Brigitte Kowanz (1957-2022)
Jan 31, 2022 | JMW News
The Jewish Museum Vienna mourns the passing of Brigitte Kowanz (1957–2022). Giving space to light was the unique Austrian artist’s motto. She studied at the University of Applied Arts and later taught there as a professor from 1997 to 2021. At the beginning of her artistic career, she collaborated with Franz Graf, until she turned to light and the physics of light in the 1980s. She concerned herself with the speed of light, with language and its translation into codes, as well as with the Morse code. Glasses and mirrors became components of Kowanz’s art, with space and mirrors permeating each other in her art pieces. Brigitte Kowanz received many awards for her work, including the Austrian State Prize for Visual Arts. Together with Erwin Wurm, she represented Austria at the Venice Biennale in 2017.
I was particularly happy that Brigitte Kowanz immediately agreed when I asked her to make the Jewish Museum Vienna outwardly visible as a Viennese landmark at its location on Dorotheergasse. Brigitte Kowanz described the idea of accentuating the house with a light installation as follows: “After some consideration, I decided on the Hebrew script, which I find especially interesting. Its symbolic quality prompted me to base the installation entirely on this form of writing.” Brigitte Kowanz designed a neon script that stretched across part of the length of the façade: “Museon,” spelled out in Hebrew letters. Financed by the Friends of the Jewish Museum Vienna, it can be seen from afar on Dorotheergasse and will always be a reminder of the great Austrian artist.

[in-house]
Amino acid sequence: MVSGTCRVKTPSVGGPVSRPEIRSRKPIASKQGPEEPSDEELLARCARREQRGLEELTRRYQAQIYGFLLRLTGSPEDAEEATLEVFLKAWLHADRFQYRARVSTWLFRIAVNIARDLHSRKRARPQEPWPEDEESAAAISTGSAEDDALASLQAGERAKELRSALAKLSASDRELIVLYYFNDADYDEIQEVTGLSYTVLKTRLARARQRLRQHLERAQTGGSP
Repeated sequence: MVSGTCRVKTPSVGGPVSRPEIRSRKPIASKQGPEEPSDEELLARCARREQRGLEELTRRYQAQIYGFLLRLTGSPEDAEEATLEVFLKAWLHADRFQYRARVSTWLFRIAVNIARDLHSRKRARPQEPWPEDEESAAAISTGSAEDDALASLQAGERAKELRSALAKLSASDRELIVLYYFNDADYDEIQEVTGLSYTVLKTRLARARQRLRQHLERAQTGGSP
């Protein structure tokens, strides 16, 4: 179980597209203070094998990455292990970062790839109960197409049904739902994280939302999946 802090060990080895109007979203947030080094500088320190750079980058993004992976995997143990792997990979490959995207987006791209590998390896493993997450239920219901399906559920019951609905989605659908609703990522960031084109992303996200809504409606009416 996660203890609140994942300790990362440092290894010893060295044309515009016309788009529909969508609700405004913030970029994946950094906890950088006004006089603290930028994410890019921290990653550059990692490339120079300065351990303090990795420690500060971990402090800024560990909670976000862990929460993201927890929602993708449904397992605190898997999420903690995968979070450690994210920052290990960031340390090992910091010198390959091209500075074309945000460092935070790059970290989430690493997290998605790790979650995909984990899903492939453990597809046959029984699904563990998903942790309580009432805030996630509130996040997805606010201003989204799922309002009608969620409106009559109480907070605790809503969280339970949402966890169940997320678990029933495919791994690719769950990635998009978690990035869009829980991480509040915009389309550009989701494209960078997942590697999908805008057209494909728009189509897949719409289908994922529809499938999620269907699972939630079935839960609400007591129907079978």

As a professor of transmedia art at the University of Applied Arts, Brigitte Kowanz supported the Jewish Museum in a very special project: Together with our team, she closely accompanied Lukas Kaufmann’s light steles, entitled OT (Hebrew for sign or symbol), which stand throughout Vienna as symbols for the 25 Viennese synagogues destroyed during the November Pogrom of 1938.
For me, Brigitte Kowanz was not only one of the most interesting and outstanding artists, but also a longtime friend. In the spirit of optimism in the 1980s, the Wunderbar, the Schoko and other legendary bars of the art scene served as our meeting places. The fact that the Jewish Museum brought us even closer together in family terms was a very special way of rounding off our friendship. Brigitte’s son Adrian did his alternative civilian service at the museum with a lot of commitment, which also passed the good emotional connection on to the next generation. Our heartfelt condolences go out to him and the family. Brigitte stood out in the art world with her particularly lovable, calm, considerate and intelligent way. She will always remain unforgettable for me.